Objective-C bindings to the TweetNaCl crypto library
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Makefile
NSData+Hex.h
NSData+Hex.m
NSData+HexTest.m
ObjcNaClBoxTest.m
README.md
randombytes_deterministic.c
randombytes_deterministic.h
tests.m
tweetnacl-objc.h
tweetnacl-objc.m
tweetnacl.c
tweetnacl.h

README.md

Objective-C TweetNaCl

Objective-C bindings for the excellent TweetNaCl cryptographic library.

Because TweetNaCl is a complete implementation of all the public functions of the original NaCl library, the bindings should work with that library as well.

This is work in progress and the bindings are neither complete nor stable yet. Stay tuned for updates.

Public-key authenticated encryption: ObjcNaClBox

An ObjcNaClBox is one of the two end-points of a public-key authenticated encryption communications channel. Each end-point holds 1) its secret key and 2) the public key corresponding to the secret key of the other end-point.

ObjcNaClBoxPublicKey is the public part of a keypair. It is derived completely from its corresponding secret key. ObjcNaClBoxSecretKey is the secret part of a keypair. Must be kept secret.

An example

Alice wants to send a secret message to Bob.

  1. Alice obtains her secret key and Bobs public key.

    ObjcNaClBoxSecretKey *alicesSecretKey = [ObjcNaClBoxSecretKey keyWithData:sk error:&error];
    ObjcNaClBoxPublicKey *bobsPublicKey = [ObjcNaClBoxPublicKey keyWithData:pk error:&error];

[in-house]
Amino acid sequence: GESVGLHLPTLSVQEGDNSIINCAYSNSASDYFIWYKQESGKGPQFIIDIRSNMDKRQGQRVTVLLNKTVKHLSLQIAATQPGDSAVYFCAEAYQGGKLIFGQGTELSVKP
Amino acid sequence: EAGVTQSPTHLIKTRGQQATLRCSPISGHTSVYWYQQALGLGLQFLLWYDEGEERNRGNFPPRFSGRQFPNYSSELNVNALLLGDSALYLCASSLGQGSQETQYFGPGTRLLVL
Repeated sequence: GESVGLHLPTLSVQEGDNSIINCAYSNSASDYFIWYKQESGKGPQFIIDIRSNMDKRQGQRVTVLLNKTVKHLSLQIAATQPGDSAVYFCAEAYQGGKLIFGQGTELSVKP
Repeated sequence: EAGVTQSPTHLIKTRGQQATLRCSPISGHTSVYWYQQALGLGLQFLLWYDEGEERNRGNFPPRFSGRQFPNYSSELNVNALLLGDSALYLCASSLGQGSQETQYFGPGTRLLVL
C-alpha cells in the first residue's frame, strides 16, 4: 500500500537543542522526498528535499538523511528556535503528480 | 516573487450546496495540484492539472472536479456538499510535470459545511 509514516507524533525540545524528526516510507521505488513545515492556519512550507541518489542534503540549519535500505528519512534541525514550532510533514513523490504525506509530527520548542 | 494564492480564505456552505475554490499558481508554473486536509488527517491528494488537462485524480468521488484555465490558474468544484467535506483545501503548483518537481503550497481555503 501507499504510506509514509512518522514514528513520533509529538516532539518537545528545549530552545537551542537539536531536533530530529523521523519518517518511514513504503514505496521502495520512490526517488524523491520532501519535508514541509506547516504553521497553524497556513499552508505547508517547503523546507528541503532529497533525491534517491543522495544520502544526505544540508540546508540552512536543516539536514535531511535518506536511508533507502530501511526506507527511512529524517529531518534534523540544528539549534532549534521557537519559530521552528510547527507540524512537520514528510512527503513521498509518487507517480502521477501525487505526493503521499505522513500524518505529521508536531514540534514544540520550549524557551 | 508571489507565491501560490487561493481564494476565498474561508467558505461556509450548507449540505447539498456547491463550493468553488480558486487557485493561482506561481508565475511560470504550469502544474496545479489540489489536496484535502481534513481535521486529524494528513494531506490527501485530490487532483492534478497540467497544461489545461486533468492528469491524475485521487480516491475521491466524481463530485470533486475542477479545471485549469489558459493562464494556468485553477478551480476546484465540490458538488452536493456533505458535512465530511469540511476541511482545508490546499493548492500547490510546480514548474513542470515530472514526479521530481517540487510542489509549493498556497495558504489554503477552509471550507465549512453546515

2. Next, she creates her communications end-point.

    ObjcNaClBox *box = [ObjcNaClBox boxWithSecretKey:alicesSecretKey publicKey:bobsPublicKey];
    
  3. Finally, she encrypts the message with a nonce and sends the nonce and resulting cipherto Bob, e.g., over a TCP socket.

    NSData *message = ...;
    ObjcNaClBoxNonce *nonce = [ObjcNaClBoxNonce nonceWithData:n error:&error];
    NSData *cipher = [box encryptMessage:message withNonce:nonce error:&error];
    

Bob recieves a message purportedly from Alice.

  1. Bob extracts a cipher and nonce from the message.

    NSData *cipher = ...;
    ObjcNaClBoxNonce *nonce = [ObjcNaClBoxNonce nonceWithData:n error:&error];
    
  2. Bob obtains his secret key and Alice's public key and creates his encryption box.

    ObjcNaClBoxSecretKey *bobsSecretKey = [ObjcNaClBoxSecretKey keyWithData:sk error:&error];
    ObjcNaClBoxPublicKey *alicesPublicKey = [ObjcNaClBoxPublicKey keyWithData:pk error:&error];
    ObjcNaClBox *box = [ObjcNaClBox boxWithSecretKey:bobsSecretKey publicKey:alicesPublicKey];
    
  3. He decrypts the message.

    NSData *message = [box decryptCipher:cipher withNonce:nonce error:&error];
    

That's the simple case. In the real world, a proper security protocol has to be established. In the example above, if Eve is able to record the encrypted messages (cipher and nonce) passed between Alice and Bob, and then manages to get hold of Bob's secret key, she will be able to decrypt the whole communication.

The standard way to deal with this is for Alice and Bob to generate temporary keypairs and send each other the public counterparts of these new keys using the encryption boxes described above, i.e., with their "long-term" or "long-lived" keys. When this key exchange has completed, all further communication is done using the new temporary keys. When communication ends the temporary keys are discarded. New keys might need to be negotiated periodically duriong communication.

There are more details that need to be taken care of as well: nonce selection, discarding messages with already seen nonces, timestamps during key exchange, etc, but it all depends on the high-level protcol.